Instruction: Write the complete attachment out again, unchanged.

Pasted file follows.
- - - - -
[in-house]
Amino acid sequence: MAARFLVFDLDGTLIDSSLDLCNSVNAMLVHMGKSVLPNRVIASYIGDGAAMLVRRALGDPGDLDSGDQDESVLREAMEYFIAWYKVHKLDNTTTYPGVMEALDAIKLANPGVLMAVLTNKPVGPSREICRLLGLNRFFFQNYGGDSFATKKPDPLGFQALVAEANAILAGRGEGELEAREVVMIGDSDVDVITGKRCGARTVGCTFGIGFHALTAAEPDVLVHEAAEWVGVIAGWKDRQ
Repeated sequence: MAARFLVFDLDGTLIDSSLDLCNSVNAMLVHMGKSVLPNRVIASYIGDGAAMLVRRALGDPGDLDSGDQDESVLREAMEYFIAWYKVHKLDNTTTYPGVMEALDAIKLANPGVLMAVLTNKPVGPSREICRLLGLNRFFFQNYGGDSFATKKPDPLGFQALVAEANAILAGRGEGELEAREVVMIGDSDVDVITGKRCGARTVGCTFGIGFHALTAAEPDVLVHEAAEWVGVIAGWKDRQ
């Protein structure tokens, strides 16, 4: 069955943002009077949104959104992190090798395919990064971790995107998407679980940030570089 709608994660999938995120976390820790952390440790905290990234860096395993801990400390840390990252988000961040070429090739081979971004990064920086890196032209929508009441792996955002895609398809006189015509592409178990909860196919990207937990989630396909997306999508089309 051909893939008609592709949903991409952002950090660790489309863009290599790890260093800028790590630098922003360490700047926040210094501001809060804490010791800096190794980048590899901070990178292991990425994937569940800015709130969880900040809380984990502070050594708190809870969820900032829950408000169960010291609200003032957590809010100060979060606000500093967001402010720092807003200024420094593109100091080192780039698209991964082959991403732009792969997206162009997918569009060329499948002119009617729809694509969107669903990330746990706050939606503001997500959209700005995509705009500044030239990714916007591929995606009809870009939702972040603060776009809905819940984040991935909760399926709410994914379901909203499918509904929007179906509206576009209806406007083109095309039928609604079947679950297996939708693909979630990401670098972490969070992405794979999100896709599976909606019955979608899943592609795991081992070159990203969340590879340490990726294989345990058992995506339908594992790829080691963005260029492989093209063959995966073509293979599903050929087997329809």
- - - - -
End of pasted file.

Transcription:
[in-house]
Amino acid sequence: MAARFLVFDLDGTLIDSSLDLCNSVNAMLVHMGKSVLPNRVIASYIGDGAAMLVRRALGDPGDLDSGDQDESVLREAMEYFIAWYKVHKLDNTTTYPGVMEALDAIKLANPGVLMAVLTNKPVGPSREICRLLGLNRFFFQNYGGDSFATKKPDPLGFQALVAEANAILAGRGEGELEAREVVMIGDSDVDVITGKRCGARTVGCTFGIGFHALTAAEPDVLVHEAAEWVGVIAGWKDRQ
Repeated sequence: MAARFLVFDLDGTLIDSSLDLCNSVNAMLVHMGKSVLPNRVIASYIGDGAAMLVRRALGDPGDLDSGDQDESVLREAMEYFIAWYKVHKLDNTTTYPGVMEALDAIKLANPGVLMAVLTNKPVGPSREICRLLGLNRFFFQNYGGDSFATKKPDPLGFQALVAEANAILAGRGEGELEAREVVMIGDSDVDVITGKRCGARTVGCTFGIGFHALTAAEPDVLVHEAAEWVGVIAGWKDRQ
């Protein structure tokens, strides 16, 4: 069955943002009077949104959104992190090798395919990064971790995107998407679980940030570089 709608994660999938995120976390820790952390440790905290990234860096395993801990400390840390990252988000961040070429090739081979971004990064920086890196032209929508009441792996955002895609398809006189015509592409178990909860196919990207937990989630396909997306999508089309 051909893939008609592709949903991409952002950090660790489309863009290599790890260093800028790590630098922003360490700047926040210094501001809060804490010791800096190794980048590899901070990178292991990425994937569940800015709130969880900040809380984990502070050594708190809870969820900032829950408000169960010291609200003032957590809010100060979060606000500093967001402010720092807003200024420094593109100091080192780039698209991964082959991403732009792969997206162009997918569009060329499948002119009617729809694509969107669903990330746990706050939606503001997500959209700005995509705009500044030239990714916007591929995606009809870009939702972040603060776009809905819940984040991935909760399926709410994914379901909203499918509904929007179906509206576009209806406007083109095309039928609604079947679950297996939708693909979630990401670098972490969070992405794979999100896709599976909606019955979608899943592609795991081992070159990203969340590879340490990726294989345990058992995506339908594992790829080691963005260029492989093209063959995966073509293979599903050929087997329809």